Delaware is the second smallest state in the country, but its narrow borders hold significant diversity. During the American Civil War, the citizens of Delaware were split in their loyalties, and even today, the state seems to have two distinct identities, one taking its cue from the industrious North, the other following the relaxed pace of the South.
In northern Delaware, the rolling, wooded hills of the Brandywine Valley provide a captivating backdrop to the state's colonial history, refined elegance and industrial prominence. It was here that the du Pont family built its empire, harnessing the river for gunpowder mills in 1802. But the du Pont legacy includes a commitment to the community as well. It lives on today in the mansions, gardens, museums, libraries and parks established by the family over the years and now open for visitors to enjoy. Wilmington is Delaware's largest city, which grew along with the du Ponts' fortunes. It and nearby upmarket towns like Hockessin and Greenville offer the smart shops and boutiques, trendy nightspots, historic pubs and excellent restaurants-Mediterranean cuisine is a specialty, due to the city's large Italian community-visitors would expect from bigger cities on the northern East Coast. Most residents of Wilmington and its surrounding areas identify with their northern neighbours. It is not unusual to hear them describe themselves as living not in Delaware but 'just south of Philadelphia'.
Central and southern Delaware have a decidedly different flavour. Small towns are surrounded by farmland. Charming bed and breakfasts take the place of grand hotels. In Dover, the quiet state capital, visitors might see Amish buggies travelling alongside regular traffic. A strong connection with the environment is apparent, as outdoorsmen revel in waterfowl hunting and fishermen take advantage of the many inlets and tidal marshes that crisscross the region. The sandy beaches along the Atlantic Ocean are popular destinations and cater to all tastes, from sleepy Bethany Beach with its large family homes to livelier Rehoboth with its boardwalk and outlet shopping malls-even more enticing, as Delaware is sales-tax free.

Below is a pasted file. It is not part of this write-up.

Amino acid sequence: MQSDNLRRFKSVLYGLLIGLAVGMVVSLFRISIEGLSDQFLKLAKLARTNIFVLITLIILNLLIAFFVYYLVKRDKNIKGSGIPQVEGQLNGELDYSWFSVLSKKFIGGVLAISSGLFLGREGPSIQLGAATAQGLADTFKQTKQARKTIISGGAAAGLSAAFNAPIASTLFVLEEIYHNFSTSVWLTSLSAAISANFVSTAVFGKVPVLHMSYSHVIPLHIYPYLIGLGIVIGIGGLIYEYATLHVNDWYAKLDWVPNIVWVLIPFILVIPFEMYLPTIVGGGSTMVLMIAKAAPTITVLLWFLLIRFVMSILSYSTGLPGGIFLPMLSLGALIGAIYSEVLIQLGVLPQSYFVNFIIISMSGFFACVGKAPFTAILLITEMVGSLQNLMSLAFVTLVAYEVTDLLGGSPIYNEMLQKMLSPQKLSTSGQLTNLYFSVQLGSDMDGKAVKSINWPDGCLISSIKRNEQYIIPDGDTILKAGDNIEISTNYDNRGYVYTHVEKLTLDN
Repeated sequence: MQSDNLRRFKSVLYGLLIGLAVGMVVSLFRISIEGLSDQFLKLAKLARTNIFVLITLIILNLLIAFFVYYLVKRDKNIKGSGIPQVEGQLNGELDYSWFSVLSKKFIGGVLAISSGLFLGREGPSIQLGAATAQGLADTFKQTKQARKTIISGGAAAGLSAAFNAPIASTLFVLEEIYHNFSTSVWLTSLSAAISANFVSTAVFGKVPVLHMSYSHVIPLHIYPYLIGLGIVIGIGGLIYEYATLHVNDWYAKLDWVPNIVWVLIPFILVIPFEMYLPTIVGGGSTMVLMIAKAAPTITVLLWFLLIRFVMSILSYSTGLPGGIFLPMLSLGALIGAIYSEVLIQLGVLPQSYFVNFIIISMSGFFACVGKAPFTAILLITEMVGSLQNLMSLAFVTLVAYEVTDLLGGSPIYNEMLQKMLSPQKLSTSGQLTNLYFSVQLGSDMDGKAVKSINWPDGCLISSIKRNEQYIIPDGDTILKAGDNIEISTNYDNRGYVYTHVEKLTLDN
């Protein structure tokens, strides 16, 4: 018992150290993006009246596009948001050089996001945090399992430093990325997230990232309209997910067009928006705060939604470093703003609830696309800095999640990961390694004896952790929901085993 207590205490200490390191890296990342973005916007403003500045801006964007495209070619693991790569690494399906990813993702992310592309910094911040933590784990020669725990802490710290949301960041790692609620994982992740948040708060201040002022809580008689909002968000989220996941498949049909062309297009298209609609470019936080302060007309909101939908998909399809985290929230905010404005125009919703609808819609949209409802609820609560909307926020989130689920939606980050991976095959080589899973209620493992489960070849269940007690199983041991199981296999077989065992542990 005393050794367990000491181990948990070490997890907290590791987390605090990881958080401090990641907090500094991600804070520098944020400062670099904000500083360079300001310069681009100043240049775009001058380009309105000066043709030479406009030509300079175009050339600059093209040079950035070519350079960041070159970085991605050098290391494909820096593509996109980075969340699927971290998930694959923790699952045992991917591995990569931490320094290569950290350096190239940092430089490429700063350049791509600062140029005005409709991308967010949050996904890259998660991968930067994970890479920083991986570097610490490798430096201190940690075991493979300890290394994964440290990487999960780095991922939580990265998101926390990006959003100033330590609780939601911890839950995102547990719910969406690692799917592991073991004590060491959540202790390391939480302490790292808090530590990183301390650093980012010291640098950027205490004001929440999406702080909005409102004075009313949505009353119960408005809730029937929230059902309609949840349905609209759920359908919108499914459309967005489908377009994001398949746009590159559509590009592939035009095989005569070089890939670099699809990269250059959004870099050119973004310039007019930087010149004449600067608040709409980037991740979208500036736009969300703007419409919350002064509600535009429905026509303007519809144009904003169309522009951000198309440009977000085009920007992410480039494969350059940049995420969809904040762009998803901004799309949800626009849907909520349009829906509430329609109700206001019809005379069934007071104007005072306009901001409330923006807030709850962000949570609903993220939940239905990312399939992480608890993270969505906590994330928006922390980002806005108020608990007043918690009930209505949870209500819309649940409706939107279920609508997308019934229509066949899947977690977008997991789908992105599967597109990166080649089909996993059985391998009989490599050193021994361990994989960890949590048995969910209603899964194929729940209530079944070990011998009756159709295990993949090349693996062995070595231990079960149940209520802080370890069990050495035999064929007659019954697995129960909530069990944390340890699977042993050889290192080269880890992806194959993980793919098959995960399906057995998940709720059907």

Delaware Museum of Natural History
Featuring some fantastic exhibits, the Delaware Museum of Natural History is a great attraction for visitors of all ages and persuasions. The dinosaur gallery is a favourite with most visitors, where skeletons of Tuojiangosaurusand Yangchuanosaurustower over awe-inspired visitors. View the Elephant Bird egg in the Hall of Birds, walk through the seven continents' range of mammals in the Hall of Mammals, take a stroll though the beautiful Butterfly Garden or ponder your very existence in the Charles Darwin and Evolution exhibit. In addition to the permanent exhibits, there are constantly changing special exhibits on display.
Delaware Art Museum
Holding a collection of more than 12,000 works, the Delaware Art Museum was founded in 1912 by the Wilmington Society of Fine Arts in honour of the artist Howard Pyle, whose painting 'Battle of Bunker Hill' was in the museum's possession until it went missing and was presumed stolen in 2001. The museum is perhaps best known for its extensive collection of British Pre-Raphaelite art, works by Wilmington-native Howard Pyle and fellow American illustrators, while urban landscapes by John Sloan can also be viewed here. Public and group tours are available.
Delaware Center for the Contemporary Arts
The state's only contemporary art museum, the Delaware Center for the Contemporary Arts features displays of local and regional artists in its seven galleries. It also features 26 artists' studios, a gift shop, high-tech auditorium, and a classroom and is best known for its challenging and intriguing exhibitions.
Hagley Museum and Library
The Hagley Museum and Library collects, preserves and interprets the history of American enterprise and is a non-profit educational institution. With a range of exhibitions, some changing on an annual basis, there is so much to learn at the Hagley Museum. Visitors can experience nineteenth-century living on Workers' Hill, visit the Powder Yard, where massive stone mills, storehouses, and a waterwheel echo the times when water was the source of energy, and tour the Eleutherian Mills, a mansion that has been home to five generations of the famous du Pont family and features breathtaking views over the Brandywine Valley.
Philadelphia International Airport
Location: Philadelphia is the closest major airport, located about 25 minutes from Wilmington.
Contacts: Tel: +1 215 937 6937.
Time Zone: GMT -5 (GMT -4 from March to November).
Departure tax: None.
Transfer between terminals: Travelators are available to help passengers move between terminals.
Facilities: Facilities at the airport include restaurants, bars, shops, massage service, 15 ATMs, postal service, wireless Internet and shoe shine service.
Parking: Garage parking is available with access to Terminals A through F. Short-term parking offers access to these terminals as well as baggage claim. The long-term economy lot is located past Terminal F. Shuttle service is provided back to the terminals 24 hours a day.
Transfer to the city: The Delaware Express offers a shuttle service from the airport to various locations in Delaware. The SEPTA rail service from Terminals A-East, B, C, D and E connects to Delaware and also connects to Philadelphia's 30th Street Amtrak station; Amtrak services Delaware. Taxis are available from Zone 5 on the Commercial Transportation Roadway.
Car rental: Alamo, Avis, Budget, Dollar, Enterprise, Hertz and National are represented at the airport. Information phones are available at all baggage claim areas for each of the car rental agencies.
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